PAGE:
Campbell Works Gallery

Cute creatures with a great white’s pearly-whites, an amputee teddy, a bulimic fairy princess, and Little Red Riding Hood the terrorist bomber: are the Chapman Brothers’ exquisite etchings anything more than the banal pranks of adolescent boyhood, like putting frogs down girls’ dresses and pulling the wings off flies?

The Chapman brothers have always traded on subversion, whether it be children with anuses for mouths or, as it is here, dark interventions with children’s join-the-dots colouring books, but the question is what is being subverted, and into what? Whilst it may seem at first glance a cynical attack on innocence, symbolised by childhood, in fact the aggression and cynicism has already happened.

Manikins of children are not children; they are idealised versions of children, objectified for the purposes of consumption, perfectly smooth, forever smiling, with no orifices so that nothing gets in and nothing gets out, including tears and laughter. These children are non-desiring: they have no otherness.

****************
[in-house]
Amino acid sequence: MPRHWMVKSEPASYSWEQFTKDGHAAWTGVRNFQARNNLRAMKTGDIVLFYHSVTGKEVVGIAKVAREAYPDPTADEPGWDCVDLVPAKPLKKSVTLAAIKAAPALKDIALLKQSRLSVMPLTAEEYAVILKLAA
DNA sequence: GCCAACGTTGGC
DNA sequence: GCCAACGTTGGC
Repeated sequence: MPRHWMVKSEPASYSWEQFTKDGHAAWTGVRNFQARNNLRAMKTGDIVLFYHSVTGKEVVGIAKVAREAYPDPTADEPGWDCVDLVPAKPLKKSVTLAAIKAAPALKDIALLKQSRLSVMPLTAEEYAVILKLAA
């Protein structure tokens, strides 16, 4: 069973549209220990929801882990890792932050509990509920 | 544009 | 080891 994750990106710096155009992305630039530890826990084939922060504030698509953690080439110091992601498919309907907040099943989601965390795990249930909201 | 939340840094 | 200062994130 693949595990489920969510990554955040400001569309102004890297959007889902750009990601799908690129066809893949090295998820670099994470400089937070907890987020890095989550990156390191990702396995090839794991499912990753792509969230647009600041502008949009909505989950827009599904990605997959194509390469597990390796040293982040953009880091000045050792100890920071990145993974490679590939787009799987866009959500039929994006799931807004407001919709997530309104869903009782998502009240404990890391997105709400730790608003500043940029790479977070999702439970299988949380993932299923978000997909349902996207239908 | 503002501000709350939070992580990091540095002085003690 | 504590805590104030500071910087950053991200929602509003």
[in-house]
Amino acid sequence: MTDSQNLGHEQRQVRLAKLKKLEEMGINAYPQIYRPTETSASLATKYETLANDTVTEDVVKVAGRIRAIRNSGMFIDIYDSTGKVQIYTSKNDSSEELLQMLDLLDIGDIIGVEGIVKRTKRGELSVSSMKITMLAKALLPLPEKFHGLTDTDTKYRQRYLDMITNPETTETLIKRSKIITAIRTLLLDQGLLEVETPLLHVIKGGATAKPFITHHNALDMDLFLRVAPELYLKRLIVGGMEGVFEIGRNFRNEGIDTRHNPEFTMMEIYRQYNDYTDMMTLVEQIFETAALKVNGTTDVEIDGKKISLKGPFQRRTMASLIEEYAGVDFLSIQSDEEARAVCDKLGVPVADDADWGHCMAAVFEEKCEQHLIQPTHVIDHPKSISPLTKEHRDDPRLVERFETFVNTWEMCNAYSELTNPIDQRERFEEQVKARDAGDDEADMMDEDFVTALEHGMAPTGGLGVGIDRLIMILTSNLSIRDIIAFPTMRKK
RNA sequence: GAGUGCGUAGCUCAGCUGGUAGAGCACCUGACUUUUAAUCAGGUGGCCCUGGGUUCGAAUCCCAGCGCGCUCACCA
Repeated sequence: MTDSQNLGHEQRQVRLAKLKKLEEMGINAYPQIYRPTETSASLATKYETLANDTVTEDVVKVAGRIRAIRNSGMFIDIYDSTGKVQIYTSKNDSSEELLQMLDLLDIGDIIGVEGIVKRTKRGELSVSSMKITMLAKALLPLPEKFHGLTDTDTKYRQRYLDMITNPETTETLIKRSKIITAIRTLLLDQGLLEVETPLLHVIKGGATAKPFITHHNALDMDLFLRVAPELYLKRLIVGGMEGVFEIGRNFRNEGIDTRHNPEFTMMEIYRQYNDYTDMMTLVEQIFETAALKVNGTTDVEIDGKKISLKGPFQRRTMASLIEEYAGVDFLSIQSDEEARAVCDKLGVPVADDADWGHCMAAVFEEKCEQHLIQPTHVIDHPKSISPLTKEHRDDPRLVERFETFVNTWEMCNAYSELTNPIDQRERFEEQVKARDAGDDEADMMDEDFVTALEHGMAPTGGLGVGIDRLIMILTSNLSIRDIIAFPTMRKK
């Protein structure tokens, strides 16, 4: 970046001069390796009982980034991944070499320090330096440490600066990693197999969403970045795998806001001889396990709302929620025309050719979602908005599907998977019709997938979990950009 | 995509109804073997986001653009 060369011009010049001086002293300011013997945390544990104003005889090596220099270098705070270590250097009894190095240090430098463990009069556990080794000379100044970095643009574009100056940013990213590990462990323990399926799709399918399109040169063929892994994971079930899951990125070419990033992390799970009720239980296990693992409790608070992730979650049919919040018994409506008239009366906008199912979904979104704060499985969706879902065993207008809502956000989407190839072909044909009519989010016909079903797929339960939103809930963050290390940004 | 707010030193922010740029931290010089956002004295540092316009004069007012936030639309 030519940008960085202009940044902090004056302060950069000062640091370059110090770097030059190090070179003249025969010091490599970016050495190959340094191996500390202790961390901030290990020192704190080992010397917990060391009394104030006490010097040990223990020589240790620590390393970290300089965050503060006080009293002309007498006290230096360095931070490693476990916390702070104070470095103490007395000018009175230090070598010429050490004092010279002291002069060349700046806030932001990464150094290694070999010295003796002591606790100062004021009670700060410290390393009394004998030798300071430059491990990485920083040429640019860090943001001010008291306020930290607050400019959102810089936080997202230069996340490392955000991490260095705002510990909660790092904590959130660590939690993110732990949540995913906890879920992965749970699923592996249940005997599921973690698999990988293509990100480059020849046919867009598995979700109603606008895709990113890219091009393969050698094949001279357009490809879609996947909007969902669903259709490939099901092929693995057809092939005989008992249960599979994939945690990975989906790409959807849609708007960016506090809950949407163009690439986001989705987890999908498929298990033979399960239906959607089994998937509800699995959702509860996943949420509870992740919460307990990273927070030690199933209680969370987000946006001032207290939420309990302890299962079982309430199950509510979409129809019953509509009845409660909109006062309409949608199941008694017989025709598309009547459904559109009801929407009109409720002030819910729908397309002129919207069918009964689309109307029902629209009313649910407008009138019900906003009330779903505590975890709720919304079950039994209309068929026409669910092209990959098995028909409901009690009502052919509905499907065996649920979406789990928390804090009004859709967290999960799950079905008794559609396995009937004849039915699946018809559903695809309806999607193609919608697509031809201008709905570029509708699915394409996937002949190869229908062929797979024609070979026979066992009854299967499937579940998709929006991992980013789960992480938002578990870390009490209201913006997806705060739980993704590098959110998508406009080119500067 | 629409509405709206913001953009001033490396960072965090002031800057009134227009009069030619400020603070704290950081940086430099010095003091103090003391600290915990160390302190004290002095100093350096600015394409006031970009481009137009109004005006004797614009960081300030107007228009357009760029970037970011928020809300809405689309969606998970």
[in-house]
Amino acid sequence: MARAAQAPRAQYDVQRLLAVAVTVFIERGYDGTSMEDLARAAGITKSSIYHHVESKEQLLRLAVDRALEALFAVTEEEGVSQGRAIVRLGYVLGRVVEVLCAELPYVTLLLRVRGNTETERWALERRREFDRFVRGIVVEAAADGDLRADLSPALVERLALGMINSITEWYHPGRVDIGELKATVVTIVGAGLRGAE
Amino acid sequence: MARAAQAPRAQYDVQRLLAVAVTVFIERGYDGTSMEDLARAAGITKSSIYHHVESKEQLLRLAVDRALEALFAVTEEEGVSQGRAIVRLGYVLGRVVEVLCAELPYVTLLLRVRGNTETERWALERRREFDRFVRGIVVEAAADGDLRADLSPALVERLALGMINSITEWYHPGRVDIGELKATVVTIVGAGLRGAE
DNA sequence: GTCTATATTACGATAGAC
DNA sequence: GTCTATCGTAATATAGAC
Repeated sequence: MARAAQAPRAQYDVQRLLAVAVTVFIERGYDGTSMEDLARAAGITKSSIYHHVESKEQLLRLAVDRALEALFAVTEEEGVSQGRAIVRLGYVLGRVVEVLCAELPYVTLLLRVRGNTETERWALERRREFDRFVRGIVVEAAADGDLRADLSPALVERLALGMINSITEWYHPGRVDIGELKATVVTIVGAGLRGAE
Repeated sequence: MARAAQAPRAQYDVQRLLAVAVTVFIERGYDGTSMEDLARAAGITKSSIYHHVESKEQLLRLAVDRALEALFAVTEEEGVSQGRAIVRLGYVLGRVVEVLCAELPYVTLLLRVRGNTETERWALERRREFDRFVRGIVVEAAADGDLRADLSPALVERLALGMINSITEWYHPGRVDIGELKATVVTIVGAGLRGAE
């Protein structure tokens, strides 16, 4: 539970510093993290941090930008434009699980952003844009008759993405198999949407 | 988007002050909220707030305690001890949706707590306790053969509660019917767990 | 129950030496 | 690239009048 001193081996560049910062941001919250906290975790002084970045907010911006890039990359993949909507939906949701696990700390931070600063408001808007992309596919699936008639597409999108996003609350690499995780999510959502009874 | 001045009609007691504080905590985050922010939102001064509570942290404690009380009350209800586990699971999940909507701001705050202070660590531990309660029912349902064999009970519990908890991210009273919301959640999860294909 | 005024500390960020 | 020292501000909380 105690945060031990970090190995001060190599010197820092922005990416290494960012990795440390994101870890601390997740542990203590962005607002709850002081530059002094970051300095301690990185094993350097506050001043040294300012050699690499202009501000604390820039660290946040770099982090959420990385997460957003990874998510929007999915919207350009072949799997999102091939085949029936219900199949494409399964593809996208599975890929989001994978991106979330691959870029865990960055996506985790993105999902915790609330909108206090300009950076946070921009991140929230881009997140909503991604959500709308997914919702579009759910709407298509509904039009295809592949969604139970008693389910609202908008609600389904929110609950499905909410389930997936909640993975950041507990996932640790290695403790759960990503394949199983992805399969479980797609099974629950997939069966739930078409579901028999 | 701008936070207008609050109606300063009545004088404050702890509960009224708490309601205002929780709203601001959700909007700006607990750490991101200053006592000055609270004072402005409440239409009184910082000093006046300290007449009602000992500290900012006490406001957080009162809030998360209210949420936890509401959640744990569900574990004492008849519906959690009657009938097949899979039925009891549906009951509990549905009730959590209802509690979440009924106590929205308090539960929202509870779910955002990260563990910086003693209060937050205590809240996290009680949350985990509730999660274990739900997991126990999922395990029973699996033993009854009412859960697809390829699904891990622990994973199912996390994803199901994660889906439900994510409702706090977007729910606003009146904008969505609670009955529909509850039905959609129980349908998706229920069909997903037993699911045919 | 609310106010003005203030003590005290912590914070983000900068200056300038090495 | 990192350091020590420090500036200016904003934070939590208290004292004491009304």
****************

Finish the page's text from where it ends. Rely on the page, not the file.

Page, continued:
And the same can be said of My Giant Colouring Book, because My Giant Colouring Book is not really mine, it belongs to mummy and daddy, and I belong to mummy and daddy, and these dots I have to join have already been joined, so that the inscription I trace is not my inscription, not my language, not my desire.

Unlike little boys, whose impotent attacks are a paranoid attempt to annihilate otherness, when Jake and Dinos Chapman amputate teddy’s paws without anaesthetic, blow up the Big Bad Wolf or give children back their sexual organs, they reinscribe the possibility of otherness into a location where it has already been annihilated, by the banal rationality of the bourgeois West.